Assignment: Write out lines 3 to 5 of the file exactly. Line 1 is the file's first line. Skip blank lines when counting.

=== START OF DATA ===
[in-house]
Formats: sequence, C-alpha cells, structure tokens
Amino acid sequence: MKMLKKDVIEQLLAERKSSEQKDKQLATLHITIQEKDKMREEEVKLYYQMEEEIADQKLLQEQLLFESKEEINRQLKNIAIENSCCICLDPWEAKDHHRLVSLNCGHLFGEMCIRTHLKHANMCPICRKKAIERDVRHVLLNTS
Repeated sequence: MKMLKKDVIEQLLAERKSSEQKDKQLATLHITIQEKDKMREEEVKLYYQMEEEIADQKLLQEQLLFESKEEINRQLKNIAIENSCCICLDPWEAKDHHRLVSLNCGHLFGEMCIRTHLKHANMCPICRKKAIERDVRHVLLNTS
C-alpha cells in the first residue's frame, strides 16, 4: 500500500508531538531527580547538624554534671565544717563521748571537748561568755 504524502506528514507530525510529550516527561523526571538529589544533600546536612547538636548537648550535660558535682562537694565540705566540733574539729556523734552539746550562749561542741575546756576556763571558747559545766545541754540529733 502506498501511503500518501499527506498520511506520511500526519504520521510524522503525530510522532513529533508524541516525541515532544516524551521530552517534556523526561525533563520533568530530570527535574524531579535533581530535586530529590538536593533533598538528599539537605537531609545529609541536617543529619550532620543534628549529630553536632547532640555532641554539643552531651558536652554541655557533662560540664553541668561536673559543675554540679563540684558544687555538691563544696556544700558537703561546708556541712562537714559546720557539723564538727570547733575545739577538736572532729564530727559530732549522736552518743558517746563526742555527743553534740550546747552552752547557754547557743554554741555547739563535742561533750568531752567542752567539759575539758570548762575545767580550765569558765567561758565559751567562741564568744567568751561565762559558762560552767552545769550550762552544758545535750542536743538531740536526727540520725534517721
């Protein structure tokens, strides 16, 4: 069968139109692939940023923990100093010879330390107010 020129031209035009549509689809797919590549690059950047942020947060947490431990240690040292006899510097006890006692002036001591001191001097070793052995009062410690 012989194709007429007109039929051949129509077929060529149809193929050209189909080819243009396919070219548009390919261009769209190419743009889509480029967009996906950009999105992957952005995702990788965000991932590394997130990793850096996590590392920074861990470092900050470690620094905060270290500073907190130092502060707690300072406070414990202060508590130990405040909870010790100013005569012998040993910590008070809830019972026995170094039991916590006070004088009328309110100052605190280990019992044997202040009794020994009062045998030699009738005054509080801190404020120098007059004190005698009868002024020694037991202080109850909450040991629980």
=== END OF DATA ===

Amino acid sequence: MKMLKKDVIEQLLAERKSSEQKDKQLATLHITIQEKDKMREEEVKLYYQMEEEIADQKLLQEQLLFESKEEINRQLKNIAIENSCCICLDPWEAKDHHRLVSLNCGHLFGEMCIRTHLKHANMCPICRKKAIERDVRHVLLNTS
Repeated sequence: MKMLKKDVIEQLLAERKSSEQKDKQLATLHITIQEKDKMREEEVKLYYQMEEEIADQKLLQEQLLFESKEEINRQLKNIAIENSCCICLDPWEAKDHHRLVSLNCGHLFGEMCIRTHLKHANMCPICRKKAIERDVRHVLLNTS
C-alpha cells in the first residue's frame, strides 16, 4: 500500500508531538531527580547538624554534671565544717563521748571537748561568755 504524502506528514507530525510529550516527561523526571538529589544533600546536612547538636548537648550535660558535682562537694565540705566540733574539729556523734552539746550562749561542741575546756576556763571558747559545766545541754540529733 502506498501511503500518501499527506498520511506520511500526519504520521510524522503525530510522532513529533508524541516525541515532544516524551521530552517534556523526561525533563520533568530530570527535574524531579535533581530535586530529590538536593533533598538528599539537605537531609545529609541536617543529619550532620543534628549529630553536632547532640555532641554539643552531651558536652554541655557533662560540664553541668561536673559543675554540679563540684558544687555538691563544696556544700558537703561546708556541712562537714559546720557539723564538727570547733575545739577538736572532729564530727559530732549522736552518743558517746563526742555527743553534740550546747552552752547557754547557743554554741555547739563535742561533750568531752567542752567539759575539758570548762575545767580550765569558765567561758565559751567562741564568744567568751561565762559558762560552767552545769550550762552544758545535750542536743538531740536526727540520725534517721